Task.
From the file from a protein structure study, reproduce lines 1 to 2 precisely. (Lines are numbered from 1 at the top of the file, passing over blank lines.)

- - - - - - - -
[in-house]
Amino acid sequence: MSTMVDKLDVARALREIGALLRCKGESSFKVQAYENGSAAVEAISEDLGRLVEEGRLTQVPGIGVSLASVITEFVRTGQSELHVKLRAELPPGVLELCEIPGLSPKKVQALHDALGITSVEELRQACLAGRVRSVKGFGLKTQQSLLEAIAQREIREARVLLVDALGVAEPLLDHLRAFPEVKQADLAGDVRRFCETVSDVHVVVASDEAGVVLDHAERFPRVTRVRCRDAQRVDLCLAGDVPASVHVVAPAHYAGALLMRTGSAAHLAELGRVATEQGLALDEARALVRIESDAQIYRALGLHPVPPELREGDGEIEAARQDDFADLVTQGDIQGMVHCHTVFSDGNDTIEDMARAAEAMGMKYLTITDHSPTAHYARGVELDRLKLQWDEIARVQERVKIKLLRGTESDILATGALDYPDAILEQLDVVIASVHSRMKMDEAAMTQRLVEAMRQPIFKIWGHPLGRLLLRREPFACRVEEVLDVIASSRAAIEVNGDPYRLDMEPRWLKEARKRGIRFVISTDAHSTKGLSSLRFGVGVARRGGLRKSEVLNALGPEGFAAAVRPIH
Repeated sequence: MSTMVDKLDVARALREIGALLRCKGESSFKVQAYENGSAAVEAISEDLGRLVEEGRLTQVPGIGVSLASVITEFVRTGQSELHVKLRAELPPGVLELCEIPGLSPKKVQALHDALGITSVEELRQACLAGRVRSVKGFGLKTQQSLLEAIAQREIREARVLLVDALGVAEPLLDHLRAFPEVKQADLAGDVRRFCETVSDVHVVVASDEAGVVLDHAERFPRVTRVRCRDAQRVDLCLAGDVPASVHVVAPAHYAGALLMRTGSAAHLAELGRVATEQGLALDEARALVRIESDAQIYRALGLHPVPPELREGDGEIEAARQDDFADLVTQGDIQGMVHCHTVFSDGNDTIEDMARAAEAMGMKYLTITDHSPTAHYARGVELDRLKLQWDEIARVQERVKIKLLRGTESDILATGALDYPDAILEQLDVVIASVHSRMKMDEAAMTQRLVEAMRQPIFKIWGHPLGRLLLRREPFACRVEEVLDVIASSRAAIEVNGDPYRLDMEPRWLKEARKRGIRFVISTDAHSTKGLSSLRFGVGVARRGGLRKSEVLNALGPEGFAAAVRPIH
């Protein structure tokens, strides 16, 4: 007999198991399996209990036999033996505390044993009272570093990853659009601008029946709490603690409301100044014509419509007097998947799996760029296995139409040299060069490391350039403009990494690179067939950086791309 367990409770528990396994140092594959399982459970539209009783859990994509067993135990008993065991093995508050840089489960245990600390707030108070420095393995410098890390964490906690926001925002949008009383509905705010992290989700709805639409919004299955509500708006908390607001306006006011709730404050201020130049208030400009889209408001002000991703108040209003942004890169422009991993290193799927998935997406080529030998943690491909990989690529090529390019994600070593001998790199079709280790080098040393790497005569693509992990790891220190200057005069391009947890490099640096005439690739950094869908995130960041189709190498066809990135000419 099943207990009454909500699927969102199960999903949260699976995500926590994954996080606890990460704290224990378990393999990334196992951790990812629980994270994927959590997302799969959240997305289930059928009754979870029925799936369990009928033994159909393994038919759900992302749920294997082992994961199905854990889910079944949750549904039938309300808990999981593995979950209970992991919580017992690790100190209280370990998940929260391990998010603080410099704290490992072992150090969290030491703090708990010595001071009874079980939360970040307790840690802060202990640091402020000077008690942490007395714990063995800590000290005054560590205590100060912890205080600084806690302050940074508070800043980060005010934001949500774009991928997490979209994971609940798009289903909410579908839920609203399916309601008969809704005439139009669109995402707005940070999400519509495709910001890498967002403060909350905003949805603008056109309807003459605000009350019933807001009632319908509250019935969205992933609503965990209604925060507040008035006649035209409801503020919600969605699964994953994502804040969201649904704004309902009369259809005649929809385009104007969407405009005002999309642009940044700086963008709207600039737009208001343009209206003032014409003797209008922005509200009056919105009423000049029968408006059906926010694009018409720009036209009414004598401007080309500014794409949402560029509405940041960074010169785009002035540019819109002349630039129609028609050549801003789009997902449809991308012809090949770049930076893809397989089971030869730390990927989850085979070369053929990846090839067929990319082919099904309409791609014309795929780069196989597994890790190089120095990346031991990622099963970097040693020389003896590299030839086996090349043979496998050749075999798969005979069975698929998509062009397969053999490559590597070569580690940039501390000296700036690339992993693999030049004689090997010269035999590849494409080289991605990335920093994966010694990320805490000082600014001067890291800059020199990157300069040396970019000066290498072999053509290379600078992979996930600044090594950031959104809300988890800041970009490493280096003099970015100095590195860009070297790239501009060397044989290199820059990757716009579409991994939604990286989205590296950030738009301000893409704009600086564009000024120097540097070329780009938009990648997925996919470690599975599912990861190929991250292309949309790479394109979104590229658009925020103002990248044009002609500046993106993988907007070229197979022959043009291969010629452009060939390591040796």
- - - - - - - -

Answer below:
[in-house]
Amino acid sequence: MSTMVDKLDVARALREIGALLRCKGESSFKVQAYENGSAAVEAISEDLGRLVEEGRLTQVPGIGVSLASVITEFVRTGQSELHVKLRAELPPGVLELCEIPGLSPKKVQALHDALGITSVEELRQACLAGRVRSVKGFGLKTQQSLLEAIAQREIREARVLLVDALGVAEPLLDHLRAFPEVKQADLAGDVRRFCETVSDVHVVVASDEAGVVLDHAERFPRVTRVRCRDAQRVDLCLAGDVPASVHVVAPAHYAGALLMRTGSAAHLAELGRVATEQGLALDEARALVRIESDAQIYRALGLHPVPPELREGDGEIEAARQDDFADLVTQGDIQGMVHCHTVFSDGNDTIEDMARAAEAMGMKYLTITDHSPTAHYARGVELDRLKLQWDEIARVQERVKIKLLRGTESDILATGALDYPDAILEQLDVVIASVHSRMKMDEAAMTQRLVEAMRQPIFKIWGHPLGRLLLRREPFACRVEEVLDVIASSRAAIEVNGDPYRLDMEPRWLKEARKRGIRFVISTDAHSTKGLSSLRFGVGVARRGGLRKSEVLNALGPEGFAAAVRPIH